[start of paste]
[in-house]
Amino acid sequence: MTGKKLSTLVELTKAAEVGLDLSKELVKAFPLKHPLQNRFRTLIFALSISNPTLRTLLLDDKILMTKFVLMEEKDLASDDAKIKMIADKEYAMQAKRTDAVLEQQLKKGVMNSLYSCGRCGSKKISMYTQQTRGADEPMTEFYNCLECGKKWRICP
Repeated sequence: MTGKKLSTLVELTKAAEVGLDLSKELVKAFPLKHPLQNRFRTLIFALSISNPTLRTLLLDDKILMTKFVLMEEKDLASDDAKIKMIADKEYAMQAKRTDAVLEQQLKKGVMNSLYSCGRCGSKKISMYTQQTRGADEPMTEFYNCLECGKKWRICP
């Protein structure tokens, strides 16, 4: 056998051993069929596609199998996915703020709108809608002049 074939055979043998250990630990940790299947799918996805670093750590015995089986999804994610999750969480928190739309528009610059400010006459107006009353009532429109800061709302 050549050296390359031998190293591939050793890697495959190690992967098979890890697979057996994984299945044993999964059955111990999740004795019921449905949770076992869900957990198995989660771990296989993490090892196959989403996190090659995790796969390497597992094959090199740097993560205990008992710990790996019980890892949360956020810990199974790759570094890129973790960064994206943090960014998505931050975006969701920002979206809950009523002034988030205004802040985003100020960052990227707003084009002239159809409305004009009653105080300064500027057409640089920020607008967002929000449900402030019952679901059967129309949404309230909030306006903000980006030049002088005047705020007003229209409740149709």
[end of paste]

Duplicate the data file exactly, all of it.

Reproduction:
[in-house]
Amino acid sequence: MTGKKLSTLVELTKAAEVGLDLSKELVKAFPLKHPLQNRFRTLIFALSISNPTLRTLLLDDKILMTKFVLMEEKDLASDDAKIKMIADKEYAMQAKRTDAVLEQQLKKGVMNSLYSCGRCGSKKISMYTQQTRGADEPMTEFYNCLECGKKWRICP
Repeated sequence: MTGKKLSTLVELTKAAEVGLDLSKELVKAFPLKHPLQNRFRTLIFALSISNPTLRTLLLDDKILMTKFVLMEEKDLASDDAKIKMIADKEYAMQAKRTDAVLEQQLKKGVMNSLYSCGRCGSKKISMYTQQTRGADEPMTEFYNCLECGKKWRICP
């Protein structure tokens, strides 16, 4: 056998051993069929596609199998996915703020709108809608002049 074939055979043998250990630990940790299947799918996805670093750590015995089986999804994610999750969480928190739309528009610059400010006459107006009353009532429109800061709302 050549050296390359031998190293591939050793890697495959190690992967098979890890697979057996994984299945044993999964059955111990999740004795019921449905949770076992869900957990198995989660771990296989993490090892196959989403996190090659995790796969390497597992094959090199740097993560205990008992710990790996019980890892949360956020810990199974790759570094890129973790960064994206943090960014998505931050975006969701920002979206809950009523002034988030205004802040985003100020960052990227707003084009002239159809409305004009009653105080300064500027057409640089920020607008967002929000449900402030019952679901059967129309949404309230909030306006903000980006030049002088005047705020007003229209409740149709």